Another subtle change made a huge impression on the Freys. “We had existing cabinetry that Lynne felt was blending in with the rest of the woodwork, so she had us repaint it black,” says Susanne. “Now, the cabinetry really stands out as an architectural feature, rather than just blending in.”
And, they replaced the furniture. “All the mismatched pieces from the past had to go,” Susanne says. “The kids were sad to see the old plaid couch go, but I was delighted.”
In its place came a soft-textured sofa in blues, greens and creams, along with a soft-blue lounge chair and ottoman. A Destin coffee table, with a butter pecan finish, anchors the room. The sofa is flanked with two Narragansett tables in a green jellybean finish. A distressed chest, in a vanilla bean finish, sits next to the chaise lounge.
“Lynne came up with a great idea to have a chaise lounge in the corner, which is a nice place to put your feet up and read a book,” says Susanne. Other standout features include a spacious bookcase, a desk area, a flat-screen TV and a cherry oak fireplace mantle.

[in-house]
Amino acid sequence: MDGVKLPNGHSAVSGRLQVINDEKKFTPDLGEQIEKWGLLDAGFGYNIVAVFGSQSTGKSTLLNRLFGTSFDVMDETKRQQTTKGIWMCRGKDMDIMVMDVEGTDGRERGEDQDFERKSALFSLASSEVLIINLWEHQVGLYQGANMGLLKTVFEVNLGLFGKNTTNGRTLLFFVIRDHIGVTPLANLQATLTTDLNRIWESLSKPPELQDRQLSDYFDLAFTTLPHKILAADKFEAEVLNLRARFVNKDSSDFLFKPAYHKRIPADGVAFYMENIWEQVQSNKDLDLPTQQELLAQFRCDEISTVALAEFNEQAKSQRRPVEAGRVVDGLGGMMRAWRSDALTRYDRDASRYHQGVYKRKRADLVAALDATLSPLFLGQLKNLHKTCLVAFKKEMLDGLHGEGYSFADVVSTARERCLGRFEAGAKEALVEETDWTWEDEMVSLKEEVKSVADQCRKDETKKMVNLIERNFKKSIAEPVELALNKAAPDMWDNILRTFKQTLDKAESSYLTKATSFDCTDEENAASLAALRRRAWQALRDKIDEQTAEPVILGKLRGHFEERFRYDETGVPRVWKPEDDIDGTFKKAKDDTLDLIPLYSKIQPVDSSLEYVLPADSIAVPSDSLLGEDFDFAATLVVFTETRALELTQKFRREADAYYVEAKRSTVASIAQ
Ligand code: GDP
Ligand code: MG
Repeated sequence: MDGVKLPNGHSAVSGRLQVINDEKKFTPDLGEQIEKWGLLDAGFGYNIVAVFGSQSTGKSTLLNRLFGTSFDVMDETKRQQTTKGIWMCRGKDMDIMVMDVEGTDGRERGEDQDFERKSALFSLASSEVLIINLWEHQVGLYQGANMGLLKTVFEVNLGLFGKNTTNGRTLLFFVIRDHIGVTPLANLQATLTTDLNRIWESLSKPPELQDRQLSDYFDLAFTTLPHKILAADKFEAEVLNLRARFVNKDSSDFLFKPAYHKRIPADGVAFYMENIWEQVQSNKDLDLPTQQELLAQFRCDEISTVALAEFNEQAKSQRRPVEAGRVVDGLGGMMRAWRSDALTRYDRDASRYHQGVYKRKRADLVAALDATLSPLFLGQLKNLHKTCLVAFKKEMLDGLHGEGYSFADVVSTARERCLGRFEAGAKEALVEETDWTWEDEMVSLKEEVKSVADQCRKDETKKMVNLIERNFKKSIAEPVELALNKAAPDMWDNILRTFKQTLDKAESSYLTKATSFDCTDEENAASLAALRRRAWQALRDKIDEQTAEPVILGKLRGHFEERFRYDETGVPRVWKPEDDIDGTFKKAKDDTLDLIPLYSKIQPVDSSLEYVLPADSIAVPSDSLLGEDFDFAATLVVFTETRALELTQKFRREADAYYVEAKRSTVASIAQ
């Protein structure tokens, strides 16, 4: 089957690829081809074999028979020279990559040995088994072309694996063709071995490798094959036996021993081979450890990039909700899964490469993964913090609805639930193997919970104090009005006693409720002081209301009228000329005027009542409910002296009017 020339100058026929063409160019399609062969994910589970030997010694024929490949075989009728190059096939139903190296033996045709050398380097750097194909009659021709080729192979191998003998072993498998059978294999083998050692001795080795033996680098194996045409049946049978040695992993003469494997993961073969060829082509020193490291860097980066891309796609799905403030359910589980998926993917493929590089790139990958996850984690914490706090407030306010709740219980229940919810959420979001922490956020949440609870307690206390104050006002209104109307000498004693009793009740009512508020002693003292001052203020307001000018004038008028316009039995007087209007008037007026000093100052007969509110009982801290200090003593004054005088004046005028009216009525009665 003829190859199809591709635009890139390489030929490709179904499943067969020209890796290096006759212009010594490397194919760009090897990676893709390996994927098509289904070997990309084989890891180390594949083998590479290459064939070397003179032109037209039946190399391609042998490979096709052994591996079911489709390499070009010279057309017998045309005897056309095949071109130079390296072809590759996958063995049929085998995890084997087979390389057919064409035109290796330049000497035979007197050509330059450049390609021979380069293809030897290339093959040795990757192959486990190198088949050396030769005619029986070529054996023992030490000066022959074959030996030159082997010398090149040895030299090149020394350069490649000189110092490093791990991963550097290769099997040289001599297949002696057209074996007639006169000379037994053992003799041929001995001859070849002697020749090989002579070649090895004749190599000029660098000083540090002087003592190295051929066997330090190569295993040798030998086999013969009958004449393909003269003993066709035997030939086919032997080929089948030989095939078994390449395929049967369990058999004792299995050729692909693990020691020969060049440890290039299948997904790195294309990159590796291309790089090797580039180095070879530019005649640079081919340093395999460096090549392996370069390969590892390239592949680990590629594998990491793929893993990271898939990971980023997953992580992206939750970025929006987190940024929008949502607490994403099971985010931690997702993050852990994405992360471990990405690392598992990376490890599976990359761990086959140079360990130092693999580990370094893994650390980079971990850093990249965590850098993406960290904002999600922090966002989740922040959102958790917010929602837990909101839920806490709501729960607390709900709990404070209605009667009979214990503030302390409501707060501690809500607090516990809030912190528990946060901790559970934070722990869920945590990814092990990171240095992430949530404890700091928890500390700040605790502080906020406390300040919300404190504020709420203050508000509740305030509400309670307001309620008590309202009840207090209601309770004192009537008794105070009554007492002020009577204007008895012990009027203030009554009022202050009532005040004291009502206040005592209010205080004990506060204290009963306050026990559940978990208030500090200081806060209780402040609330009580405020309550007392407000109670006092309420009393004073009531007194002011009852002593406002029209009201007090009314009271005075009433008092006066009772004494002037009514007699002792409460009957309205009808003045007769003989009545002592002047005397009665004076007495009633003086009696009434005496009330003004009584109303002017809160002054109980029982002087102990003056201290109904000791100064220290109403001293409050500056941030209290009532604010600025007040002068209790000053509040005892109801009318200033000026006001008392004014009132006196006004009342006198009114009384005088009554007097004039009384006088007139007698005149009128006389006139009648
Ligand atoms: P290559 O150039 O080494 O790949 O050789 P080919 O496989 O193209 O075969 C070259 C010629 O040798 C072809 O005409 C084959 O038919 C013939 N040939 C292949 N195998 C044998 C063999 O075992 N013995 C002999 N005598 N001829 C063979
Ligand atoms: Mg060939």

The Freys love their new room. It’s a place where their children can relax in privacy, and the grandchildren can watch movies and play games.
“It’s a relaxing oasis,” Susanne says. “There’s a calm feeling when you walk into the room. It’s beautiful, but comfortably elegant. You wouldn’t feel uncomfortable coming in and just putting your feet up. It’s so different from the rest of the house, yet it works together perfectly. It’s really stunning and unexpected because it’s on the second floor. As you arrive at the top of the stairs, you’re anticipating several bedrooms and a couple of baths. Instead, we have this spacious, and very inviting, family room.”
The Freys credit Wickham for having the vision to make a once-dreary room into a vibrant space. “Lynne can visualize things and has so much knowledge of design,” says Susanne. “She’s a great listener who can pull things together and really capture the feeling we’re looking for. She brings out examples, and if they don’t touch upon what we’re trying to do, we’ll say we’re looking for something else. She’ll go back to the drawing board as many times as necessary to get what we want. We have a saying: In Lynne We Trust. The bottom line is that she’s always right. She guides us in ways we never imagined, and it always turns out gorgeous.”